But, I notice that I used “interesting” rather than “literary” in the paragraph above. I’m still ambivalent about that word…

  7. diane greco Says:

    If I could maybe complicate the discussion a bit — I’ve always liked the formulation (probably Foucault’s, but it doesn’t matter who said it) that “literary” language is the kind of language that compensates for, rather than confirms, the signifying function of language. This formulation applies just as much in electronic literature as print; the medium doesn’t make a difference. Neither does the mode of distribution. “Context” comes into this, but in a complex way — context, for instance, will determine what it means for a certain way of speaking or writing to “compensate” and how much “compensation” is necessary in order for what is said to be “literature.” But at least this formulation short-circuits the objection that “context” arguments inevitably give rise to — if what’s “literary” is determined by “context,” anything can be “literary,” depending on the context, and that’s relativism, and that’s bad, etc. etc. You know how that goes…

  8. scott Says:

    Diane,

    That is an interesting formulation. I’m guessing that “compenstates for” in this context means that it serves as a counterbalance to pure signification? That is, according to this definition something is literary to extent that the language itself, or its artifice, has some intrinstic value beyond what it signifies? I like this formulation, as I like the Russian formalist one, though I think that this has a kind of belletristic quality to it. I mean, would palindromes or language poetry then be more literary then say minimalist realism, because they more clearly counterbalance pure signification, or underscore the impossibilty of pure signification and the artificiality of our efforts in to signify in a more explicit way?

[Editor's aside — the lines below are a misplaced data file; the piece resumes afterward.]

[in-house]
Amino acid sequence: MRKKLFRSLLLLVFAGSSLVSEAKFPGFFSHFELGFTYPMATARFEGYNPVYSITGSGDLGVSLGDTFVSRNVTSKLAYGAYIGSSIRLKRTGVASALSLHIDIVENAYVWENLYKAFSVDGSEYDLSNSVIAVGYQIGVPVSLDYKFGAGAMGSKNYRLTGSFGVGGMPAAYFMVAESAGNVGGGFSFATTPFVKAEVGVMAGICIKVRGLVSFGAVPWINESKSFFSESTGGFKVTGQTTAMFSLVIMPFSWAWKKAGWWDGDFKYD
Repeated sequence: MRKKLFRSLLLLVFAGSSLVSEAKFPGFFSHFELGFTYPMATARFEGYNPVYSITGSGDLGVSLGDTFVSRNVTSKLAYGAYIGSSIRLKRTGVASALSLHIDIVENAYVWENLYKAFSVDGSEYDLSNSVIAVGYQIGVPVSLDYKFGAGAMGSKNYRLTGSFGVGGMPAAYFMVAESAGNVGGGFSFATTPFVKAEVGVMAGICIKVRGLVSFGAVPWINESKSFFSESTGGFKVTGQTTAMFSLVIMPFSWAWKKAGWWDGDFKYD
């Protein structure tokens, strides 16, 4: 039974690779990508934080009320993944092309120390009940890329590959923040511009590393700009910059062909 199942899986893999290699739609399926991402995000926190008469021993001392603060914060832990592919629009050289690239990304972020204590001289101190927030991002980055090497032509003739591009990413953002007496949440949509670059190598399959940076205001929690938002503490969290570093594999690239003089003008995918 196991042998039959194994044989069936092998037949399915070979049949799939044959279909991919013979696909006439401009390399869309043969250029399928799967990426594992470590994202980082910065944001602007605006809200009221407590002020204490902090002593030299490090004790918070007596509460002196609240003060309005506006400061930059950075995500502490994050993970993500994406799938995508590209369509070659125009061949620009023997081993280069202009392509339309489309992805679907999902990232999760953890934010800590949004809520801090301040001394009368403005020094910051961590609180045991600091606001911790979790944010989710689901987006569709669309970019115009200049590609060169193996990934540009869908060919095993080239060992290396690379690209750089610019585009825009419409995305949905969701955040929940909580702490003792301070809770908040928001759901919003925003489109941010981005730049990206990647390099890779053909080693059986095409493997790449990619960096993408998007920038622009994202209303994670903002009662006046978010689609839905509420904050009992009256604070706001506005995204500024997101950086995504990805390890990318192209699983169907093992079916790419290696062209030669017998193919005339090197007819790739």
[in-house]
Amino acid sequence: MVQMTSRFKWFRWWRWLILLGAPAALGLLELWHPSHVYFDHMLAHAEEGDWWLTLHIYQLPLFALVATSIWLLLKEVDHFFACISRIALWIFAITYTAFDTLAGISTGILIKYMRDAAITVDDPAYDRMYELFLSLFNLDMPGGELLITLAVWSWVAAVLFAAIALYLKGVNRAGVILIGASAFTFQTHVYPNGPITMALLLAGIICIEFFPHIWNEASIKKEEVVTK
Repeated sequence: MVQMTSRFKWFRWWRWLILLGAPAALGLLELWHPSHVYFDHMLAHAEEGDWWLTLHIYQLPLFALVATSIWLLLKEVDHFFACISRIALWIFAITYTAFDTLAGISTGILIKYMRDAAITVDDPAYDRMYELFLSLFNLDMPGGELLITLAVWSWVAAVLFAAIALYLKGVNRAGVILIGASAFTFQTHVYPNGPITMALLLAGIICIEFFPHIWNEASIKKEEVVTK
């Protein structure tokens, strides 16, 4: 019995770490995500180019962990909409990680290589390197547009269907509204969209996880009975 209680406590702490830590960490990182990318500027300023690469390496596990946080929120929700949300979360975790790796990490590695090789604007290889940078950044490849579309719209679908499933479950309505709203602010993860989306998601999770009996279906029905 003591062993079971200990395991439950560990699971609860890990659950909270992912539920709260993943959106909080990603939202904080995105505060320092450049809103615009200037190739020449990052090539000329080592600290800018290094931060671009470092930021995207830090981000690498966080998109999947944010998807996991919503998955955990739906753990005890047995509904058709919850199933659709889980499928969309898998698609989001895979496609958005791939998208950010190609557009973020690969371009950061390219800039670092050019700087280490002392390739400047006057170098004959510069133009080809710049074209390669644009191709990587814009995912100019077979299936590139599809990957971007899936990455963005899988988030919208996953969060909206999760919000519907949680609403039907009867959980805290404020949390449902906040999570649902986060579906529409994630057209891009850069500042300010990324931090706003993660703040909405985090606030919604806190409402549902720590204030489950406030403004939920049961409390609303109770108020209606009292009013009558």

I think the context argument is relativistic, but also that, historically, the definition of “literary” has been determined in a relativistic fashion, subject to the prevailing institutional whims of any given historical period.

    Maybe Noah’s question shouldn’t really be “what is literary”? but “what should we call literary”? or “what do we agree to consider literary”? in digital media.

  9. aukema Says:

    Noah, Scott, Nick -
    The term “literary” has always been a snob term. Reconsider the word “experimental.” In the old Coover days of the Iowa Workshop, “experimental” was the super snob word to distinguish people like Burroughs, Robbe-Grillet, Borges, Barthelme, etc. from the pedestrian realists who spent all of their waking and sleeping hours trying to clone Tolstoy.

    Story and drama and narrative generators are experimental. “Literary” is death.

  10. diane greco Says:

    Funny you should mention Russian Formalism. I’m traveling in Russia right now & learning a lot about the new Russian constitution, a Formalist document if ever there was one (but that’s another post). One of its most interesting qualities is that it considers the protocols of international human and social rights law as a minimum standard, to which their judicial system required to resort when a case exceeds whatever case law is available in Russia.